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07-Nov-2020 00:15

The earliest evidence for the Britons and their language in historical sources dates to the Iron Age.

By the 11th century, remaining Brittonic Celtic-speaking populations had split into distinct groups: the Welsh in Wales, the Cornish in Cornwall, the Bretons in Brittany, and the people of the Hen Ogledd (“Old North”) in southern Scotland and northern England.Although the native Britons south of Hadrian’s Wall mostly kept their land, they were subject to the Roman governors, whilst the Brittonic-Pictish Britons north of the wall remained fully independent.The Roman Empire retained control of “Britannia” until its departure about AD 410, although some parts of Britain had already effectively shrugged off Roman rule decades earlier.The Britons, also known as Celtic Britons or Ancient Britons, were Celtic people who inhabited Great Britain from the British Iron Age into the Middle Ages, at which point their culture and language diverged.They spoke the Common Brittonic language, the ancestor to the modern Brittonic languages.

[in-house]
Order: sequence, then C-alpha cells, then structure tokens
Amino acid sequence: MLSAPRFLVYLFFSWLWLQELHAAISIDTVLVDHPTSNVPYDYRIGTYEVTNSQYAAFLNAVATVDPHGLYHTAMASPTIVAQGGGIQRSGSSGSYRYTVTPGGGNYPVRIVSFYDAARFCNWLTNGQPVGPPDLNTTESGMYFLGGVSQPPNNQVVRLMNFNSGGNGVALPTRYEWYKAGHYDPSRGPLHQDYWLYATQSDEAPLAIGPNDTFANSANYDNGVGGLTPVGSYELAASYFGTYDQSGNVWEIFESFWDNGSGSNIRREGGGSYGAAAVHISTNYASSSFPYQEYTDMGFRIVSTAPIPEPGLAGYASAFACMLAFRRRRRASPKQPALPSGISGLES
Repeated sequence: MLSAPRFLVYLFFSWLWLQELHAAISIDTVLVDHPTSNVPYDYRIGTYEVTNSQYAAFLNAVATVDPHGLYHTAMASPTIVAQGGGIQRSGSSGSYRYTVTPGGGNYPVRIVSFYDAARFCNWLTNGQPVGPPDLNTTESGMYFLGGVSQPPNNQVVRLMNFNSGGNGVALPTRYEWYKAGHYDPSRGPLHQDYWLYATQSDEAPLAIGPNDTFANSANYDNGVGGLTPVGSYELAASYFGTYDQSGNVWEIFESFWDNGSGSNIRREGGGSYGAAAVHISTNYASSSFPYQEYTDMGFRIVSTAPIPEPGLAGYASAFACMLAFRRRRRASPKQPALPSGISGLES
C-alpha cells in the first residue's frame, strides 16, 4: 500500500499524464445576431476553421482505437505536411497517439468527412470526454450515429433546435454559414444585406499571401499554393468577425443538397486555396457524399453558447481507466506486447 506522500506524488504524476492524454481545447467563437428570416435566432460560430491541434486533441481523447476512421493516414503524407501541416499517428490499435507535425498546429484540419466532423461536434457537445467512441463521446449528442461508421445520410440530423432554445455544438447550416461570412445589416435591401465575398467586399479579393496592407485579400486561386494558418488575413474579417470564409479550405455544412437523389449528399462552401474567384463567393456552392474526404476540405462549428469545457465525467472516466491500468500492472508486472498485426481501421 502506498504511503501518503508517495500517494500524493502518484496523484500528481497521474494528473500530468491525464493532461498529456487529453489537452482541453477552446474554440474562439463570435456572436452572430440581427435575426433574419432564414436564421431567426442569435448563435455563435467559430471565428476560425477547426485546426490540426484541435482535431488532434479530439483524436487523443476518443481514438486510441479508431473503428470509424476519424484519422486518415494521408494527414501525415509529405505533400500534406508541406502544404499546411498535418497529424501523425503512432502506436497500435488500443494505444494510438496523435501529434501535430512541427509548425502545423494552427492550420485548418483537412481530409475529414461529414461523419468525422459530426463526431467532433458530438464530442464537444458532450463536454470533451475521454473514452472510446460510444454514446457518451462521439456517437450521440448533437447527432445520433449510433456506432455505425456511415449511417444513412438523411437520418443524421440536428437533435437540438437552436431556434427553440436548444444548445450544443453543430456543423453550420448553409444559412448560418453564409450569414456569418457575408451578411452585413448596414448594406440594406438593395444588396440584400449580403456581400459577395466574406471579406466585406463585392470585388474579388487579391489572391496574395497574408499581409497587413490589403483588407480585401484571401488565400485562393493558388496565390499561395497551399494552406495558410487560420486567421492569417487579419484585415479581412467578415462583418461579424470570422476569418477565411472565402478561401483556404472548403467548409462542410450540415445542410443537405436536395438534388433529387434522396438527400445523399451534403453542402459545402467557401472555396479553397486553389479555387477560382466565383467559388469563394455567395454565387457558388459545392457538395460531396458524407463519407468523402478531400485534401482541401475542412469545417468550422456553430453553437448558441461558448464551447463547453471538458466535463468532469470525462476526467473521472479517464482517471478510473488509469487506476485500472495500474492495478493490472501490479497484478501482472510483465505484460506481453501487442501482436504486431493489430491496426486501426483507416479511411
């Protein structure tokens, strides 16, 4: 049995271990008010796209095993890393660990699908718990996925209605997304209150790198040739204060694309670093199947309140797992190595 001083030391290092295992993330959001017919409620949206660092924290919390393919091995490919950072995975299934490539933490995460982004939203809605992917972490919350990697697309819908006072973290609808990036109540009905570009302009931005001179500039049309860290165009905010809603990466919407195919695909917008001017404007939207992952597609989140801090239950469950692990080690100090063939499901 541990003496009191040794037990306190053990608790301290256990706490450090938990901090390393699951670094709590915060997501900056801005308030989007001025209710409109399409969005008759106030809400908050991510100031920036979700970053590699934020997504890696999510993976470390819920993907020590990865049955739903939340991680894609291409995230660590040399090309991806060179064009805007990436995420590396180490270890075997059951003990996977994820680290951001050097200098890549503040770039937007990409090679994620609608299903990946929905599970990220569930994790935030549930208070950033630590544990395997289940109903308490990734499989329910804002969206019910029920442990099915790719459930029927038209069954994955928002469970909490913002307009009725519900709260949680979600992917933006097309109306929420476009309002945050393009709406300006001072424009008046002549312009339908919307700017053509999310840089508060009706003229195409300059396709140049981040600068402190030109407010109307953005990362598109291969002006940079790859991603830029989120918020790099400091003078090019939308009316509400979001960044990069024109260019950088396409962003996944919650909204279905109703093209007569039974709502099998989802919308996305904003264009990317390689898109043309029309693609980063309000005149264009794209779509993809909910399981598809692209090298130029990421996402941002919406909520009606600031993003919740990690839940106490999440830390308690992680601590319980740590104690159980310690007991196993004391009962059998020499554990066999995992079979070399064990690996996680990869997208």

By the 11th century, remaining Brittonic Celtic-speaking populations had split into distinct groups: the Welsh in Wales, the Cornish in Cornwall, the Bretons in Brittany, and the people of the Hen Ogledd (“Old North”) in southern Scotland and northern England.

Although the native Britons south of Hadrian’s Wall mostly kept their land, they were subject to the Roman governors, whilst the Brittonic-Pictish Britons north of the wall remained fully independent.

The Roman Empire retained control of “Britannia” until its departure about AD 410, although some parts of Britain had already effectively shrugged off Roman rule decades earlier.

The Britons, also known as Celtic Britons or Ancient Britons, were Celtic people who inhabited Great Britain from the British Iron Age into the Middle Ages, at which point their culture and language diverged.

They spoke the Common Brittonic language, the ancestor to the modern Brittonic languages.

Shortly after the time of the Roman departure, the Germanic-speaking Anglo-Saxons began a migration to the eastern coast of Britain, where they established their own kingdoms, and the Gaelic speaking Scots migrating from Dál n Araidi (modern Northern Ireland), did the same on the west coast of Scotland and the Isle of Man.